A Two-Minute Mindfulness Practice for Pain

Elisha Goldstein offers a mindfulness practice to change our relationship to pain.

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Approximately 50 million American adults experience chronic pain, according to a 2016 report from the Centres for Disease Control and Prevention. An article in The Journal of Pain estimates this cause and effect costs the US government up to $635 billion each year in expenses, such as medical charges and patients’ inability to work.

While we cannot always eradicate pain, practicing mindfulness can help us change our relationship to it.

While we cannot always eradicate pain, practicing mindfulness can help us change our relationship to it. In this video, clinical psychologist Elisha Goldstein demonstrates a practice to welcome pain from his book, The Now Effect.

Explore This Guided Meditation for Pain

“We spend much of life resisting and fighting with our pain and this is often the cause of further suffering,” says Goldstein. “In this practice we begin to sample a radically different approach that evidence shows cultivates greater healing and makes us more present, focused, and effective to pay attention to what matters.”

Follow along with the video, or the text below:

  1. Begin by closing the eyes, or if the eyes are open, keep a gentle gaze.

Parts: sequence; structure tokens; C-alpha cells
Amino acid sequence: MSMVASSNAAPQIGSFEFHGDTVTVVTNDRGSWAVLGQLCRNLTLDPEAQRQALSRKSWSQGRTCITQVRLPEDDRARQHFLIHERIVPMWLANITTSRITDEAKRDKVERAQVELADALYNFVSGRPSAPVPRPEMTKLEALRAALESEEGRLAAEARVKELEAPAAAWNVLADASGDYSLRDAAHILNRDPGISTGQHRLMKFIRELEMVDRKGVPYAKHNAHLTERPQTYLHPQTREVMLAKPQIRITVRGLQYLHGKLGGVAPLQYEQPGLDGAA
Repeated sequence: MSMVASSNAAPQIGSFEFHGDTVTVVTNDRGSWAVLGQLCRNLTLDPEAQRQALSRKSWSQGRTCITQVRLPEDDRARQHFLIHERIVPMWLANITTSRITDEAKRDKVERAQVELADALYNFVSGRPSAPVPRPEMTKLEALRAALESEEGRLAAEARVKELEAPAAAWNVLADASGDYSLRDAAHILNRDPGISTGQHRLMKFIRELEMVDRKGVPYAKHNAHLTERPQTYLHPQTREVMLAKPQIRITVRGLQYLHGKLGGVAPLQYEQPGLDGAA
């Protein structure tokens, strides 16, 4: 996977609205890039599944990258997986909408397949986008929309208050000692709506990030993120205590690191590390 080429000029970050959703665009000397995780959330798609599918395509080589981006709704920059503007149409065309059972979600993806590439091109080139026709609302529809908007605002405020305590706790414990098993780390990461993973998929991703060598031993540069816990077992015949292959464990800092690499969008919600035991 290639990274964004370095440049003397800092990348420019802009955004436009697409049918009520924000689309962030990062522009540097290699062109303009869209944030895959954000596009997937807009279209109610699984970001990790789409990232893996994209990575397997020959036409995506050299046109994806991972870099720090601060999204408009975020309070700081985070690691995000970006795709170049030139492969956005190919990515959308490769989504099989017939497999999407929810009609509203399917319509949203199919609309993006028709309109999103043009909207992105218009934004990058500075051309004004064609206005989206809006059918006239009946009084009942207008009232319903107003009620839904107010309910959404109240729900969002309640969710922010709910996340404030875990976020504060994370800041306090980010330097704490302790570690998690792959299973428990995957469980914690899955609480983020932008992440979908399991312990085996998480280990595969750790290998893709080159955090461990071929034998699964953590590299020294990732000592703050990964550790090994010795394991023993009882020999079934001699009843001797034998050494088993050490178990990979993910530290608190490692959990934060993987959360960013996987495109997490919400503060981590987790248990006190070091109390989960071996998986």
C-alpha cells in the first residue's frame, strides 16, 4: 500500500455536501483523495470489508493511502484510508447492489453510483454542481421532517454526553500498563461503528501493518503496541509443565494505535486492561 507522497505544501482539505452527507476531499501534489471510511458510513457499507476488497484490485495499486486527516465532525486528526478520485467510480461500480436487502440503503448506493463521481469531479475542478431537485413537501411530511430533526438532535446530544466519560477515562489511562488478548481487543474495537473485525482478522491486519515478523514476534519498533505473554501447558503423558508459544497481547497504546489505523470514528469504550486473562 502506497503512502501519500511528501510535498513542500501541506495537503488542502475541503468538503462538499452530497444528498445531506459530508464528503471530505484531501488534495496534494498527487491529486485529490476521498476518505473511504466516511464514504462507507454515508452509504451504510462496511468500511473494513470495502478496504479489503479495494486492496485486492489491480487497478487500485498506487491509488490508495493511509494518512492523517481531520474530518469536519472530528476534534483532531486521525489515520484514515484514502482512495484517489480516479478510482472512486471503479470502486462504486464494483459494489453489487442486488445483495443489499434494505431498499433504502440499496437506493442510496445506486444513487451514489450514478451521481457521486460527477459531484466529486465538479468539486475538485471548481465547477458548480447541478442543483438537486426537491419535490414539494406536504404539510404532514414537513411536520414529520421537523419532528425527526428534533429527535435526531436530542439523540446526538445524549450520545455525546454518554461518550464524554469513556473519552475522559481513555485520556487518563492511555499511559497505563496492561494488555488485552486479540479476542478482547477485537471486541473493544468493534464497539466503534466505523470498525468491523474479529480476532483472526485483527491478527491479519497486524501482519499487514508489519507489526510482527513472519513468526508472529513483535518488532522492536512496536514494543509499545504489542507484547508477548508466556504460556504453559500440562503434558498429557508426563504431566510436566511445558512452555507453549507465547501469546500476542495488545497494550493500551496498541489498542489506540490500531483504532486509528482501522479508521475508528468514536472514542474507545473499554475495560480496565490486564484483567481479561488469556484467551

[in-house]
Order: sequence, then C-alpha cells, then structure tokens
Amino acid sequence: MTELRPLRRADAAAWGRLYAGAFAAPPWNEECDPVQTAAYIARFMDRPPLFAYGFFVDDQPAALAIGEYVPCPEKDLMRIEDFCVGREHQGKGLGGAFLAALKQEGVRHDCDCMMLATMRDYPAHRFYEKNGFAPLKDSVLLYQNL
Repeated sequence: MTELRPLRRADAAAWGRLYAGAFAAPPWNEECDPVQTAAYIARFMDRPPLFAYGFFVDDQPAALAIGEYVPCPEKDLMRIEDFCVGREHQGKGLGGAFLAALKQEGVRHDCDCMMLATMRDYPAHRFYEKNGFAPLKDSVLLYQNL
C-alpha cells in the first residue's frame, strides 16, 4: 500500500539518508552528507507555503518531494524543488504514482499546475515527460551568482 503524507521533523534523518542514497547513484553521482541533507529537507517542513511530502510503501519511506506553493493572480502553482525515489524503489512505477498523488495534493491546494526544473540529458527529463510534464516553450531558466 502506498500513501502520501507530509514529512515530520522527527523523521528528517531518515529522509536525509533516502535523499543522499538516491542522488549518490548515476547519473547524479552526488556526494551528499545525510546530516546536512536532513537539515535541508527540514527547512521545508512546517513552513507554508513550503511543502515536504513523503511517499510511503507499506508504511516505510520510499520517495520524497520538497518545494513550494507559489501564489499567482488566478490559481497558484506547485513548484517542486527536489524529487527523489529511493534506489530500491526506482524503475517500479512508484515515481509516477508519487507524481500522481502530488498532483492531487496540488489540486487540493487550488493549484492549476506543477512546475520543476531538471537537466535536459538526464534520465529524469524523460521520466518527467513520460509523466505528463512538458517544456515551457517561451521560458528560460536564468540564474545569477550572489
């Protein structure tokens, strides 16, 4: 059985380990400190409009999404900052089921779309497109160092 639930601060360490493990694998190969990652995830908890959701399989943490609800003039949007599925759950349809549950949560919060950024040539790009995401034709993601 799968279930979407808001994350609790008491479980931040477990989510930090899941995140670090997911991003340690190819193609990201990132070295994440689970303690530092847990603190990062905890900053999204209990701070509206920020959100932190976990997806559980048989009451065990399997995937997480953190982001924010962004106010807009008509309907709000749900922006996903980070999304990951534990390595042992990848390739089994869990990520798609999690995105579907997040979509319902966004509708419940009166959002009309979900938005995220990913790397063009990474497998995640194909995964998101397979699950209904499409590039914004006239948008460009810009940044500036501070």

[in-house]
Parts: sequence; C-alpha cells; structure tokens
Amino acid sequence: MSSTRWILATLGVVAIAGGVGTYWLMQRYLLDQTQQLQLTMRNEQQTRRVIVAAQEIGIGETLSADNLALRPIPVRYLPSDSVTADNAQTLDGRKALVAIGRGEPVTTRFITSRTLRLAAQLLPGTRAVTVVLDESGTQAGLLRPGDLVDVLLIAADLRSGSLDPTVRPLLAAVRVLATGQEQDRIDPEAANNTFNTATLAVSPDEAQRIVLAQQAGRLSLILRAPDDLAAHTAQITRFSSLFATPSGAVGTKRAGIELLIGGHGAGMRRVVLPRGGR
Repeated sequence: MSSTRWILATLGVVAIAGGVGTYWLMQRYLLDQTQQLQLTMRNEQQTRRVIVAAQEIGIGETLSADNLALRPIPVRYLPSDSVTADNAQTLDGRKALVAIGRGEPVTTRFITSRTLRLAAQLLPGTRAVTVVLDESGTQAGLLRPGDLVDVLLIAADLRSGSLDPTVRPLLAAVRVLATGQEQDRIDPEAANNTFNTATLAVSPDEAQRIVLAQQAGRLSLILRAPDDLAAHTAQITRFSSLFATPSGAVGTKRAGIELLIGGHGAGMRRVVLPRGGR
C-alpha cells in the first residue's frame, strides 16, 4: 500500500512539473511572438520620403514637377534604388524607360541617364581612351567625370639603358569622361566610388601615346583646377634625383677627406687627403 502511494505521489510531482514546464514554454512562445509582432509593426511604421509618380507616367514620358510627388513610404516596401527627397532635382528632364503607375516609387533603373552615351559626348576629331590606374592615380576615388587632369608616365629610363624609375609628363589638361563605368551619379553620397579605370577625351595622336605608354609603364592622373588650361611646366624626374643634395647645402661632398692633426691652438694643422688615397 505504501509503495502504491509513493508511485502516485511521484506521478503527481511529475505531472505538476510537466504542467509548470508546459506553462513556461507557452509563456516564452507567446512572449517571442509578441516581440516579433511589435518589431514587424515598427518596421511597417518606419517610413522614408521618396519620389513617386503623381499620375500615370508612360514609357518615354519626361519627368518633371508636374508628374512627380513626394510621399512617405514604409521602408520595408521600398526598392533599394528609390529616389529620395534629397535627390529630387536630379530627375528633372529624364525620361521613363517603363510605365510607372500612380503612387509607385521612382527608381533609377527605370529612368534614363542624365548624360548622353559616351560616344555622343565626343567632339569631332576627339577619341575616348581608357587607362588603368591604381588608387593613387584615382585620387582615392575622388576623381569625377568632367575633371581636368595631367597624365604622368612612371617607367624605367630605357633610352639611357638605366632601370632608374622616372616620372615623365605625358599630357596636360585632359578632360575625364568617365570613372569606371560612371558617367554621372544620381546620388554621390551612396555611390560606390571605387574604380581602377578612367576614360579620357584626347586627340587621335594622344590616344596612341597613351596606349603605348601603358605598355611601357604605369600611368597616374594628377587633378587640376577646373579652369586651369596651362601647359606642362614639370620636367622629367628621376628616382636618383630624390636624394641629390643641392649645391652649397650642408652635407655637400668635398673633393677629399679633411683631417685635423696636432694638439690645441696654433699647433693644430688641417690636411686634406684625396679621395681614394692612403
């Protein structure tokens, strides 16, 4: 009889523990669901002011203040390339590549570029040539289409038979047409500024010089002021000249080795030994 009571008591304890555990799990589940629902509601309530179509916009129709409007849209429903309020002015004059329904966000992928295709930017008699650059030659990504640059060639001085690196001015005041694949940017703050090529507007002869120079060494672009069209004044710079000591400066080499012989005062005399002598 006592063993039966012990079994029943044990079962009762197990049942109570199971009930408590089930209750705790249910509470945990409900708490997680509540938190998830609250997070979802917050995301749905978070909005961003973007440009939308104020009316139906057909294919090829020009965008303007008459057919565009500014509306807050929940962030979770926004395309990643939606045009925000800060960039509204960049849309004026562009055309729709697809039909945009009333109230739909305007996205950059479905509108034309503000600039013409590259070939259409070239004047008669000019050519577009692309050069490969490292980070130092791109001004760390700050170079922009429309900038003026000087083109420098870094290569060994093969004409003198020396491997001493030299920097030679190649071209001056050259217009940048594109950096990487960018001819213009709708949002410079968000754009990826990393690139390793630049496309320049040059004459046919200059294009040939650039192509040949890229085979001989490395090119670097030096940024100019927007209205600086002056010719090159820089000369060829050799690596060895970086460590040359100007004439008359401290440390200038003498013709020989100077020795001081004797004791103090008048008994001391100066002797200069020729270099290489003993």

2. Visualize a difficult experience you’ve recently had, something that’s happened recently.
  3. Begin to get a sense of how you feel in this moment, as you consider the details of the moment that caused you pain.
  4. Then, hold the feeling within a sense of welcome, as it is both physically and emotionally. The feeling will naturally come and go, but in this moment it’s here. Resisting will only let it persist.
  5. And bring a beginner’s mind to the sense of noticing these feelings, as if for the very first time with fresh eyes.
  6. As you end, recognize the choice of relating to your pain different. It is an active choice, and an act of self-love.

Read More

Using Mindfulness to Cope With Pain 

When we become patients, we experience greater pain and limitation, but how we respond can make all the difference, says Susan Bauer-Wu. Barry Boyce reports. Read More 

  • Editor-in-Chief Barry Boyce
  • February 4, 2013